• Adoption of technology platforms: Enterprises are finding ways to reduce complexity by embracing a platform approach, and increasing the speed of business IT consumption. Physical infrastructure is being abstracted into cloud-based platforms, with data consolidated into data lake platforms. Software products like Apigee are being offered as capability platforms to drive better analytics and intelligence.
  • Enhancing IT security: Cloud offers organisations greater security than on-premises servers, if implemented correctly. Financial services organisations have relied on control and compliance-based security for years, but these practices are increasingly vulnerable to cyber threats. Whilst service integrators create robust cybersecurity solutions for financial services organisations, cloud providers are also looking to provision industry-specific security and regulatory measures like end-to-end data encryption – making it easier for financial services organisations to be compliant whilst migrating to cloud.
  • Driving innovation: Cloud is the fundamental factor behind the ability of fintechs to innovate rapidly. Using cloud, financial services can leverage new technologies and tools like augmented reality (AR), virtual reality (VR), natural language processing (NLP), machine learning (ML) and the Internet of Things (IoT) to unlock new processes that improve customer interaction and experience with portable real-time services. Whilst fintechs have led the way in cloud-based innovation through open banking platforms, some of the leading banks are also adopting cloud to simplify their business processes, including KYC as a Service, to enhance customer experience.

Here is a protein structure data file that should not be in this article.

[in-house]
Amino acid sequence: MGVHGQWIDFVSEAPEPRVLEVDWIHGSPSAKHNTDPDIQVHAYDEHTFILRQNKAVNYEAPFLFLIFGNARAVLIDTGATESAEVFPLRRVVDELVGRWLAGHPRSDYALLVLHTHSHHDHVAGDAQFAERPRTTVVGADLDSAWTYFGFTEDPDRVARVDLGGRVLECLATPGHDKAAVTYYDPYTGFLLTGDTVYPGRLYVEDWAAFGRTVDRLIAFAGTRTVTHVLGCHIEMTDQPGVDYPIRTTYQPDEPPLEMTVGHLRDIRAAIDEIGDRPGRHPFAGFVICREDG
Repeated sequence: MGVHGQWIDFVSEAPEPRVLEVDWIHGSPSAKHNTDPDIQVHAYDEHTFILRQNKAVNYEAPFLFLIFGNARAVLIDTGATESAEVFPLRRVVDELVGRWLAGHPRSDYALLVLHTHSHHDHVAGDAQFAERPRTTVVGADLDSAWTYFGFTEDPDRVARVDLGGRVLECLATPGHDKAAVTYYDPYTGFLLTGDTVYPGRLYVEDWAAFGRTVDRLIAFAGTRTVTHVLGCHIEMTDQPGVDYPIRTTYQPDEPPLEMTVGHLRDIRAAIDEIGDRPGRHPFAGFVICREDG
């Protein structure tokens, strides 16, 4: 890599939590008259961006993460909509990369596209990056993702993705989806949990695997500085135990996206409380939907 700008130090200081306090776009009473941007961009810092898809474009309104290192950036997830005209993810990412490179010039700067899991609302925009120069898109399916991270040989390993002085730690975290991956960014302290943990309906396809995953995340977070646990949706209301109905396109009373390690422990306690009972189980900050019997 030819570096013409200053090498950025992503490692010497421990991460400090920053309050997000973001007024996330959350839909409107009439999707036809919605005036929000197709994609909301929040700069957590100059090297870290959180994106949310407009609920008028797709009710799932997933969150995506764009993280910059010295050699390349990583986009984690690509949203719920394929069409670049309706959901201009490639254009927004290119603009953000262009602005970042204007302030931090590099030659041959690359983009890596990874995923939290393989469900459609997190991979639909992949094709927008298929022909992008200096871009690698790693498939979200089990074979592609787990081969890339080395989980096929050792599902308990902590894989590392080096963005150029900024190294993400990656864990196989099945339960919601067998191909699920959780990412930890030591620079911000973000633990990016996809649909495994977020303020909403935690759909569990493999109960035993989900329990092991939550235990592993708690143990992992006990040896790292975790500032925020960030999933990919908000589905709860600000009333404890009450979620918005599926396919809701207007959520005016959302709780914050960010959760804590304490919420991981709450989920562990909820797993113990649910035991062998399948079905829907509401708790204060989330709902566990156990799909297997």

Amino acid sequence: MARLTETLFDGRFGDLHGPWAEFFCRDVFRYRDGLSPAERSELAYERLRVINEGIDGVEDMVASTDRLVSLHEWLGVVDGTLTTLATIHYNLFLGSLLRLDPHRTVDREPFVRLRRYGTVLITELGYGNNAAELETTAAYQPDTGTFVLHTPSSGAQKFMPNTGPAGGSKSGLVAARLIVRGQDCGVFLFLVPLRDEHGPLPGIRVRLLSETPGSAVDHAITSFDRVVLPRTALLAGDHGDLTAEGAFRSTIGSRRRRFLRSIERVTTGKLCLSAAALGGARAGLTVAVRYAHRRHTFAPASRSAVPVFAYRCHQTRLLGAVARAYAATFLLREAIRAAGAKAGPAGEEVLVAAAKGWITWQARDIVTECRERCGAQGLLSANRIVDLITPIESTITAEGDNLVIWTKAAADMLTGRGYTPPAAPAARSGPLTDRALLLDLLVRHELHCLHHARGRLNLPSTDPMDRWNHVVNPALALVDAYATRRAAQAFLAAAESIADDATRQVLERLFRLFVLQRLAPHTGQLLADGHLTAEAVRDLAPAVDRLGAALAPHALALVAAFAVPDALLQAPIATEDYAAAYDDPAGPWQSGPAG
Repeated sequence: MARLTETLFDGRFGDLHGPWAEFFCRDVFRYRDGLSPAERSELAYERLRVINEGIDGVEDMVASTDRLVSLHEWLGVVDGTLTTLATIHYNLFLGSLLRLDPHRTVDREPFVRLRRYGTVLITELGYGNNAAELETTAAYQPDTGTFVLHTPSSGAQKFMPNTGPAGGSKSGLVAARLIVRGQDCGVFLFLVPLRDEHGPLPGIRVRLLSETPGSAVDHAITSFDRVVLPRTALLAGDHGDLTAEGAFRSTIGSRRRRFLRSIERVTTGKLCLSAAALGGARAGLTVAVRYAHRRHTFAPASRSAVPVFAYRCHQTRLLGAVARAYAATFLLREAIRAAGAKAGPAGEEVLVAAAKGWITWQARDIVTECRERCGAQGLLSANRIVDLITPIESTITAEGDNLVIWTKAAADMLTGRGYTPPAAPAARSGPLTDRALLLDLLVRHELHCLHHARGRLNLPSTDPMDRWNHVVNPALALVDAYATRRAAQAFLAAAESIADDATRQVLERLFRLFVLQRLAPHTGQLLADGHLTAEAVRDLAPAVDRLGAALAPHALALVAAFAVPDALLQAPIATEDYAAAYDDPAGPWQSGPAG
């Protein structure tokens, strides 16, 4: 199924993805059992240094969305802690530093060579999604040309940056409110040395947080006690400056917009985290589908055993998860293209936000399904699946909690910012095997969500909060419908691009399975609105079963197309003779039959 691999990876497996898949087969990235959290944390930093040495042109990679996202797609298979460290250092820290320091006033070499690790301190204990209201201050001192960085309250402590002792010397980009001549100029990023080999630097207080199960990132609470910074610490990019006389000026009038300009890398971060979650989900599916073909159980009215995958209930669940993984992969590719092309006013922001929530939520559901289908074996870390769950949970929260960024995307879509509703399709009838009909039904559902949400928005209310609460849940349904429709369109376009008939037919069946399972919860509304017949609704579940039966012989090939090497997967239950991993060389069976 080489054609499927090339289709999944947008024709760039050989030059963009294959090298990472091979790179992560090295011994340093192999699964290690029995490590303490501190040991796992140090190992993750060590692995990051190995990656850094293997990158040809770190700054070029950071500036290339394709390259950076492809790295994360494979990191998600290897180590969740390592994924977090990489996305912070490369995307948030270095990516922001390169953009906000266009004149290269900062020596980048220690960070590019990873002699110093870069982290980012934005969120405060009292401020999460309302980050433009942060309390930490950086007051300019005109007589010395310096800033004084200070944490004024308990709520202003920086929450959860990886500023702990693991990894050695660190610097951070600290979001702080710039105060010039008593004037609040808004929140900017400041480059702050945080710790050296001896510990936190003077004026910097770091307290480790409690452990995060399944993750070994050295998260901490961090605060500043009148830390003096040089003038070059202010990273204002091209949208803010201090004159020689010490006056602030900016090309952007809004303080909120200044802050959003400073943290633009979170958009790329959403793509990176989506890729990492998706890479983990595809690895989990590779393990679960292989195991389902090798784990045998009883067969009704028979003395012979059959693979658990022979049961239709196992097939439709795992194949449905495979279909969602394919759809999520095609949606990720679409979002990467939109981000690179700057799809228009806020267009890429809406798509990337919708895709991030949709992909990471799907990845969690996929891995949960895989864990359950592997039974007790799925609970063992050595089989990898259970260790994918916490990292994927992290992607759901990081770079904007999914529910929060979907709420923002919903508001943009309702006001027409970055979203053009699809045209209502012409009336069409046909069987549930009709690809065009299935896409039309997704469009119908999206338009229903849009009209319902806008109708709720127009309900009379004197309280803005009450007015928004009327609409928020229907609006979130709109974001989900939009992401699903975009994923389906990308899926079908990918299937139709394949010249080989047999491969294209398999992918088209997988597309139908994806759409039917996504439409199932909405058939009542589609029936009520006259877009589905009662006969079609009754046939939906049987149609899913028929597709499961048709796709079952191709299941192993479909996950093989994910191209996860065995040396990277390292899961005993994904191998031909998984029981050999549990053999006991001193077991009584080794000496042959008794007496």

• Enterprise synchronisation: Effective collaboration, both internally and with external partners, is crucial to success in the ever-expanding financial services ecosystem. Cloud allows businesses to integrate collaboration through shared tools and platforms. This is a critical ability as it leads to faster decisions and improved innovation cycles.

Legacy systems hold banks back from improving revenue generation and restrict their ability to build a responsive and resilient business. Cloud is a key factor in the success of challengers: traditional banks have no time to waste in migrating their core systems to cloud and building a secure future.